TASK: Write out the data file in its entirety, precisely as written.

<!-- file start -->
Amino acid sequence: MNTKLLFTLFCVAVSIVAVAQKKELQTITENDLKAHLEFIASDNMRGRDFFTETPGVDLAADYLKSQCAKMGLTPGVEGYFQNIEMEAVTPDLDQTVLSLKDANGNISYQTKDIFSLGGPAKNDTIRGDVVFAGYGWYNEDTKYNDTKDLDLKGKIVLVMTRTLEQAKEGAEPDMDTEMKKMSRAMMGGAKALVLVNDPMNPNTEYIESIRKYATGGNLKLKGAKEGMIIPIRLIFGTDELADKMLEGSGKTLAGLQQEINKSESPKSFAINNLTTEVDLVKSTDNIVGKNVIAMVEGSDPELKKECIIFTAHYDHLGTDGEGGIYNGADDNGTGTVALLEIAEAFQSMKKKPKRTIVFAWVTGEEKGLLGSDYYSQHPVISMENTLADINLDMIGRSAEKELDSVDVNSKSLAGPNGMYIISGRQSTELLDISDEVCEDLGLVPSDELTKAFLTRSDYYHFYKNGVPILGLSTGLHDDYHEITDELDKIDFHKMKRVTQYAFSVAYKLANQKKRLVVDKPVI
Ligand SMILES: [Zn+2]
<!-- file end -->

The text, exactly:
Amino acid sequence: MNTKLLFTLFCVAVSIVAVAQKKELQTITENDLKAHLEFIASDNMRGRDFFTETPGVDLAADYLKSQCAKMGLTPGVEGYFQNIEMEAVTPDLDQTVLSLKDANGNISYQTKDIFSLGGPAKNDTIRGDVVFAGYGWYNEDTKYNDTKDLDLKGKIVLVMTRTLEQAKEGAEPDMDTEMKKMSRAMMGGAKALVLVNDPMNPNTEYIESIRKYATGGNLKLKGAKEGMIIPIRLIFGTDELADKMLEGSGKTLAGLQQEINKSESPKSFAINNLTTEVDLVKSTDNIVGKNVIAMVEGSDPELKKECIIFTAHYDHLGTDGEGGIYNGADDNGTGTVALLEIAEAFQSMKKKPKRTIVFAWVTGEEKGLLGSDYYSQHPVISMENTLADINLDMIGRSAEKELDSVDVNSKSLAGPNGMYIISGRQSTELLDISDEVCEDLGLVPSDELTKAFLTRSDYYHFYKNGVPILGLSTGLHDDYHEITDELDKIDFHKMKRVTQYAFSVAYKLANQKKRLVVDKPVI
Ligand SMILES: [Zn+2]